New Zealand Defence Forces and Spirituality

What Does it Mean? What Are Their Spiritual Needs? How is Spiritual Health Care Practised?

Authors

  • Emily Hill Dunedin School of Medicine, Otago University, New Zealand
  • Richard Egan Dunedin School of Medicine, Otago University, New Zealand
  • Rebecca Llewellyn Dunedin School of Medicine, Otago University, New Zealand
  • David McBride Dunedin School of Medicine, Otago University, New Zealand

DOI:

https://doi.org/10.1558/hscc.v4i1.28488

Keywords:

Military chaplain, padre, New Zealand, spirituality, spiritual care

Abstract

In the context of military chaplaincy changing alongside a fluid global and New Zealand spiritual environment, this study aimed to elucidate the nature of New Zealand Defence Force (NZDF) chaplains’ (Padres’) role as providers of spiritual care to military personnel. Twelve NZDF Padres were interviewed and the transcripts thematically analysed. Three overarching themes emerged. Firstly, definitions and understandings of spirituality were informed by a Christian framework, however this often remained unspoken in their approach. Secondly Padres’ pastoral approach was holistic and relational as they actively lived and trained with other personnel. Thirdly, Padres acknowledged various role tensions, for example between their Christian values and the defence force mandate to use lethal force. Padres clearly professionally navigate the multi-cultural, multi-faith and non-faith needs that arise in the contemporary NZDF.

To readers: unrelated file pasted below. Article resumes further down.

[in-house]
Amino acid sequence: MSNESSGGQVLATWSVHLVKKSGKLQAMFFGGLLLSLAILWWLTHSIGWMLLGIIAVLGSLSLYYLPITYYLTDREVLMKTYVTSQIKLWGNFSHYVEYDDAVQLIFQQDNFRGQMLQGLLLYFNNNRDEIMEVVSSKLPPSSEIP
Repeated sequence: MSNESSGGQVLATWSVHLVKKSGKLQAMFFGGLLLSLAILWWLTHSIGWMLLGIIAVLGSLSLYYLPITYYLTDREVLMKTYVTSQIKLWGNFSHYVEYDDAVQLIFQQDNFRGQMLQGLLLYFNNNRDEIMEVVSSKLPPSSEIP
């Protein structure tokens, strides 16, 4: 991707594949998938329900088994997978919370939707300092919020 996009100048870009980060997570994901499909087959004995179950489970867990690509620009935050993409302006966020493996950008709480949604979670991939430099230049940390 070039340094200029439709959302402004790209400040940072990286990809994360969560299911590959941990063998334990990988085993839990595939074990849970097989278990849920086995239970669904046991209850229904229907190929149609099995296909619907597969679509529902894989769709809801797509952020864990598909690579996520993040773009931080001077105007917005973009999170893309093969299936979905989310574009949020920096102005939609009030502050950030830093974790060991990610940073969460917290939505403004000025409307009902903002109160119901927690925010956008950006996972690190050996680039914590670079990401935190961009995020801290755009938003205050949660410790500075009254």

Author Biographies

Emily Hill, Dunedin School of Medicine, Otago University, New Zealand

Emily Hill is a New Zealand medical student and artist.

Richard Egan, Dunedin School of Medicine, Otago University, New Zealand

Richard Egan is a Senior Lecturer in the Cancer Society Social and Behavioural Research Unit, Department of Preventive & Social Medicine, Dunedin School of Medicine, New Zealand. He teaches health promotion and has a range of research interests including spirituality in health, supportive cancer care and health promotion.

Rebecca Llewellyn, Dunedin School of Medicine, Otago University, New Zealand

Rebecca Llewellyn is a public health research fellow and health promoter whose interests include topics in wellbeing and mental health, aging and death, and the ethical underpinnings of public health practice.

David McBride, Dunedin School of Medicine, Otago University, New Zealand

David McBride is an occupational and environmental physician with interests in epidemiology and military health. He is an Associate Professor at the University of Otago Dunedin School of Medicine. A Reserve Officer in the Royal New Zealand Army Medical Corps with the rank of Lieutenant Colonel, and has been deployed to Timor Leste and Afghanistan.

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Published

2016-06-16

How to Cite

Hill, E., Egan, R., Llewellyn, R., & McBride, D. (2016). New Zealand Defence Forces and Spirituality: What Does it Mean? What Are Their Spiritual Needs? How is Spiritual Health Care Practised?. Health and Social Care Chaplaincy, 4(1), 71-90. https://doi.org/10.1558/hscc.v4i1.28488

Issue

Section

Research Article

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